A dose-finding study followed by a phase II randomized placebo-controlled trial of chemoradiotherapy (CRT) with or without veliparib in stage III non-small cell lung cancer (NSCLC)

Document Type

Conference Proceeding

Publication Date


Publication Title

J Clin Oncol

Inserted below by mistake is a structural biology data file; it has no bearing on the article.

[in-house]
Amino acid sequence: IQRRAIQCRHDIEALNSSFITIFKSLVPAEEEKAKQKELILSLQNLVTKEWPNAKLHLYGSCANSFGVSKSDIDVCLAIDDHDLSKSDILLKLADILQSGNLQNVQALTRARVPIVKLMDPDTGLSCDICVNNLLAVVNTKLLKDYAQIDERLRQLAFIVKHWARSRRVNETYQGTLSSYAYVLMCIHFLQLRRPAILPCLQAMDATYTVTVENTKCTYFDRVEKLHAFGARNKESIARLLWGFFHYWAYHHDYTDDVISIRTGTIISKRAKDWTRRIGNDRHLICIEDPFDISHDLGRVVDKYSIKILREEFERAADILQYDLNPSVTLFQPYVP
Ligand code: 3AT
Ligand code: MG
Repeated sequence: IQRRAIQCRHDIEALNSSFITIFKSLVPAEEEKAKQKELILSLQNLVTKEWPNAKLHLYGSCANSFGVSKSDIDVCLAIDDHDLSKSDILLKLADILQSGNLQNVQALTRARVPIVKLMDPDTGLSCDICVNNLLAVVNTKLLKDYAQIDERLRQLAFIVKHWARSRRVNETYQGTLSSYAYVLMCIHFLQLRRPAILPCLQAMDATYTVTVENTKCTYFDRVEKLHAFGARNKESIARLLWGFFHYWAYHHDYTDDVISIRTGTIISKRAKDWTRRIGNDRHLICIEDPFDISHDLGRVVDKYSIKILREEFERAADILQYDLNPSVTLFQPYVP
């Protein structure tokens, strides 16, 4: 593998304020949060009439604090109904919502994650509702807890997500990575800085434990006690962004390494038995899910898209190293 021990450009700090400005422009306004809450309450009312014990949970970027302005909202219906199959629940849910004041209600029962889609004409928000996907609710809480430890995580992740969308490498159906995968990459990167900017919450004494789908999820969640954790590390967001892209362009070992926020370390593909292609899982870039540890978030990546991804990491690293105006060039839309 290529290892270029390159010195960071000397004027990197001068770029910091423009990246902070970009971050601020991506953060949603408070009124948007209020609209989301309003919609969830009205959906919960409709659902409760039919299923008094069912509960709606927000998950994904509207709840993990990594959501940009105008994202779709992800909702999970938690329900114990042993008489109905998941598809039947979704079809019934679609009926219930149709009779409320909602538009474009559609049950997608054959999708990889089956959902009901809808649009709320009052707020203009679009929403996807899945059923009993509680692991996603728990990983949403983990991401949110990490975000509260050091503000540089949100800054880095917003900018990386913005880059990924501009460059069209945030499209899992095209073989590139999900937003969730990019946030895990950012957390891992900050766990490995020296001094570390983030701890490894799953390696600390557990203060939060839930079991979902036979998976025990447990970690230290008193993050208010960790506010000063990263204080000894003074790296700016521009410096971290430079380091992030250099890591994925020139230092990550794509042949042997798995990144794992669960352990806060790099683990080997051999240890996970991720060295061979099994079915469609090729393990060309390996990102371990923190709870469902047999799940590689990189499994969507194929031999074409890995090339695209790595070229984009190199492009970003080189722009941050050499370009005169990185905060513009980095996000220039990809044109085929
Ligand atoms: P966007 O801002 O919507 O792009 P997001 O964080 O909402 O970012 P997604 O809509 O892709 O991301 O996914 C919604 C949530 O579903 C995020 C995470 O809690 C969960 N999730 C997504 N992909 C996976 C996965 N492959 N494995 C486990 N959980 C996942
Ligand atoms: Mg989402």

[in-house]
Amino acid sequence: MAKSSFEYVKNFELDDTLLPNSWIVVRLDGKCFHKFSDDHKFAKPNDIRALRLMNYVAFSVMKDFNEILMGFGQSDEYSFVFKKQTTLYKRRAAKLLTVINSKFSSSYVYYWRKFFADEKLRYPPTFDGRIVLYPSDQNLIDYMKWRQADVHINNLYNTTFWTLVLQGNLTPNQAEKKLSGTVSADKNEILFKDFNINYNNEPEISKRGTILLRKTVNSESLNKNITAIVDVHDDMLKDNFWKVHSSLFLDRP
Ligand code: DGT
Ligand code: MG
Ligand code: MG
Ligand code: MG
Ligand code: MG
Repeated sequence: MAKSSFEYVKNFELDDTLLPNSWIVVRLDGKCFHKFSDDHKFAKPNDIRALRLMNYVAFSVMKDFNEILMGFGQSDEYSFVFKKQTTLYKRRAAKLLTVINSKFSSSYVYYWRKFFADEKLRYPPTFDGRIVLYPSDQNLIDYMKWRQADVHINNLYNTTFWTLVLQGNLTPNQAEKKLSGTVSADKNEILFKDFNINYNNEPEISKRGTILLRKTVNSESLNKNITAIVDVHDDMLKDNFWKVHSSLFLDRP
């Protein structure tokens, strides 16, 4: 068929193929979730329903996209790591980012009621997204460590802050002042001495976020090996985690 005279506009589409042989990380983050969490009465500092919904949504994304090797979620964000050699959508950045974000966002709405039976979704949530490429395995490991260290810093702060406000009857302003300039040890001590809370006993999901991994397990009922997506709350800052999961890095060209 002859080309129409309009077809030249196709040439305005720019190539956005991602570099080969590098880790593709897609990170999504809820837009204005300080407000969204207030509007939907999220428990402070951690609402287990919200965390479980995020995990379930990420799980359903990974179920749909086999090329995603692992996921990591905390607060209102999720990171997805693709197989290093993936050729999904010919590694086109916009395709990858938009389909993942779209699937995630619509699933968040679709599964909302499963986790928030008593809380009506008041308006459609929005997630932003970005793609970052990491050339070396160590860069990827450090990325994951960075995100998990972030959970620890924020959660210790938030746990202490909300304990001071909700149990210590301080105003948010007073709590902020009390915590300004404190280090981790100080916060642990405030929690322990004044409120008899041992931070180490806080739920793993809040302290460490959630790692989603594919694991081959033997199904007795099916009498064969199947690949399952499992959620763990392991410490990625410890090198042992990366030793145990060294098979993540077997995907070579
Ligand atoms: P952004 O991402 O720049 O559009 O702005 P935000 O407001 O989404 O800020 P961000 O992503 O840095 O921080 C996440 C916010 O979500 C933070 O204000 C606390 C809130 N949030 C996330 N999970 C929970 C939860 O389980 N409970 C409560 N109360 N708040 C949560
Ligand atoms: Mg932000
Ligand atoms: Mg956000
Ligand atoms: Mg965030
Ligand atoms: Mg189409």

Background: Veliparib (V), a PARP inhibitor, may potentiate the antitumor effect of CRT in NSCLC. Methods: Eligibility included newly diagnosed unresectable stage III NSCLC. Patients were randomized to receive concurrent CRT with weekly carboplatin (AUC 2) and paclitaxel (45 mg/m2) with V at 120 mg or placebo (P) twice daily during CRT followed by 2 cycles (every 21 days) of consolidation carboplatin (AUC 6), paclitaxel (200 mg/m2) with V at 80 mg or P (per randomized arm) orally on days 1-7 of each cycle. Progression-free survival (PFS) was the primary endpoint. The accrual goal was 132 patients. Results: The dose-finding study results were previously presented (ASCO 2016;A8537). V 120 mg twice daily was the recommended phase II dose. A total of 31 eligible and evaluable patients were enrolled in the phase II randomized trial: 17 on V and 13 on P (1 patient in the V arm withdrew prior to starting any treatment, thus was not evaluable). The study was closed to accrual early due to the positive results from the PACIFIC trial that changed standard practice. Median follow-up among alive patients was 16 months. During CRT, the following grade (G) 3-4 adverse events (AE) were seen with V vs P: any G3 AE (6 vs 6), any G4 AE (2 vs 3), G3 pneumonitis (0 vs 1), G3 esophagitis (1 vs 1), G3 oral mucositis (1 vs 0), G3 anorexia (1 vs 1), G3 hyponatremia (0 vs 3), G3 anemia (1 vs 0), G3 neutropenia (3 vs 1), G3 thrombocytopenia (1 vs 0), G4 hypoglycemia (0 vs 1). Also, 2 patients per arm had G4 lymphopenia. During consolidation (11 evaluable patients with V; 10 with P), G3 anemia (1 vs 0), G3 anorexia (1 vs 0), G3 weight loss (0 vs 1), G3 dehydration (1 vs 0), G3 dysphagia (2 vs 0), G3 fatigue (1 vs 0), G3 hypomagnesemia (0 vs 1), G3 nausea (1 vs 0), G4 hyperglycemia (0 vs 1), G3-4 neutropenia (3 vs 0), G3 thrombocytopenia (1 vs 0), G3-4 lymphopenia (2 vs 1); a G5 pneumonitis occurred in the P arm. Response rates were 56% (95% CI, 31-78%) and 69% (95% CI, 38-91%) on the V and P arms, respectively. PFS at 1 year was 47% (95% CI, 23%-68%) with V and 46% (95% CI, 19%-70%) with P. Overall survival (OS) at 1 year was 89% (95% CI, 61%-97%) with V and 54% (95% CI, 25%-76%) with P. Adding the 6 patients treated at 120 mg in the phase I part, 1-year with V was 91% (95% CI, 69%-98%).Conclusions: V in combination with CRT was tolerable with expected toxicities that relate to the backbone regimen. In the small number of randomized patients there was a suggestion of promising survival with V that may provide rationale for future trials of PARP inhibitors with CRT.





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